The overrepresentation of immigrants in unemployment statistics is confirmed by the figures for registered unemployment in the public employment services. These data confirm a growth in the number of foreign citizens registered as unemployed of 152% between January 2003 and January 2012 (from 16,389 to 41,316). In comparison, during the same period, the number of Portuguese nationals registered as unemployed rose by 54% (from 386,323 to 596,346).

Immigrants from Brazil, Ukraine and Cape Verde show a similar pattern of registration as the unemployed registered with the public employment services, with a greater increase after 2009. The growth of registered unemployment has been particularly high among Brazilians, tripling between 2004 and 2012. This may be related to the effect of the crisis on particular sectors and also to the precarious labour contracts that this group largely holds.

Unemployment and access to social protection

Immigrants’ problems on the labour market are illustrated by their higher unemployment rate, lower job quality and/or over-qualification. These difficulties are compounded by the problems they have claiming unemployment benefits.

The number of foreign recipients of unemployment benefits rose from 6,866 in 2002 to 41,601 in 2010. Between 2010 and 2012, Brazilians accounted for the greatest number of foreign recipients of unemployment benefits. This reflects their relative weight in the resident foreign population as well as their overrepresentation in unemployment.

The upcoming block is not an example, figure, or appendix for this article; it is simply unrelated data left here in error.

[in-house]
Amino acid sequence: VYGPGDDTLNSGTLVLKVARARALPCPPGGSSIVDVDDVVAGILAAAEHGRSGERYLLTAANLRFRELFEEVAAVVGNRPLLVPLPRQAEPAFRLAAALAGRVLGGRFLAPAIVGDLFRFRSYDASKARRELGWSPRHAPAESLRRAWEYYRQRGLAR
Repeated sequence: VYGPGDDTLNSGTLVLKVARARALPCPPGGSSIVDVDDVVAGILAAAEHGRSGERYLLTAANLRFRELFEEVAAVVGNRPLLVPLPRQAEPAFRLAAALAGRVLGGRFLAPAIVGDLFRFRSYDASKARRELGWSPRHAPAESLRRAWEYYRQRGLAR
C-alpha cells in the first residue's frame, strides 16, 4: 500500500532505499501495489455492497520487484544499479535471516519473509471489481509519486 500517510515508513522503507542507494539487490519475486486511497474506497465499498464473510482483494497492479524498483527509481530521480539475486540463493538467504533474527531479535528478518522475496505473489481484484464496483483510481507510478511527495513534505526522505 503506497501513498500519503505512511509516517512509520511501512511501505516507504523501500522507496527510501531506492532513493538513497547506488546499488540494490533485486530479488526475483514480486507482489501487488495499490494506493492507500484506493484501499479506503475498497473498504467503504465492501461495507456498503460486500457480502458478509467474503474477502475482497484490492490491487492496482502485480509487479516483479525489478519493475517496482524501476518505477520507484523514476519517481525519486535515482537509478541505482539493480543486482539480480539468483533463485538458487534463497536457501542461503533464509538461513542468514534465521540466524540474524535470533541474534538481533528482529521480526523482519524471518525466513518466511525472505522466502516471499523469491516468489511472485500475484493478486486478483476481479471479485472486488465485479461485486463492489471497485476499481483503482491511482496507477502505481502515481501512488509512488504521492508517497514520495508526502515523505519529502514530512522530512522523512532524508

However, in January 2012, only 46% of the registered unemployed immigrants were receiving unemployment benefits, while 56.3% of registered unemployed Portuguese were receiving benefits.

For the three groups studied, the analysis shows a general decrease in the coverage of unemployment benefits between 2010 and 2012. However, the rates differ by group:

  • eastern European citizens (a decrease from 63.8% in 2010 to 49.8% in 2012);
  • Brazilian citizens (from 61.8% to 52.6%);
  • citizens from a Portuguese-speaking African country (from 51.6% to 35%).

These data suggest that some immigrant groups have less access than others to social protection.


Migration in Portugal has been remarkably dynamic in the last 30 years, with people arriving from different countries, leading to a complex picture of migration flows. From being, historically, a country of emigration, Portugal began to be recognised during the 1990s as a country of immigration. However, more recently, it has shifted once again to being a place of emigration.

These dynamics have occurred in parallel with job losses over the last few years, and the resulting very high unemployment. Immigrants have been badly affected by the financial crisis, especially those people working in the sectors most directly affected and those who do not have a long-term residence permit. Their plight has been insufficiently addressed; the study referenced above is the first attempt to shed light on the topic.

Based on their analysis, the authors suggest several ways of tackling the specific difficulties faced by unemployed immigrants. These recommendations do not just focus on immigrants’ needs: they are relevant to the population as a whole and include the following:

  • preventing long-term unemployment;
  • planning limited-scale measures, oriented to companies’ needs and to the specific conditions of localities;
  • improving the supply of social care services, making them accessible to immigrants in particular;
  • investing in the education and qualification of workers;
  • consolidating the legal instruments that regulate the entry and stay of immigrants;
  • safeguarding the basic rights of immigrants regarding access to employment and social protection.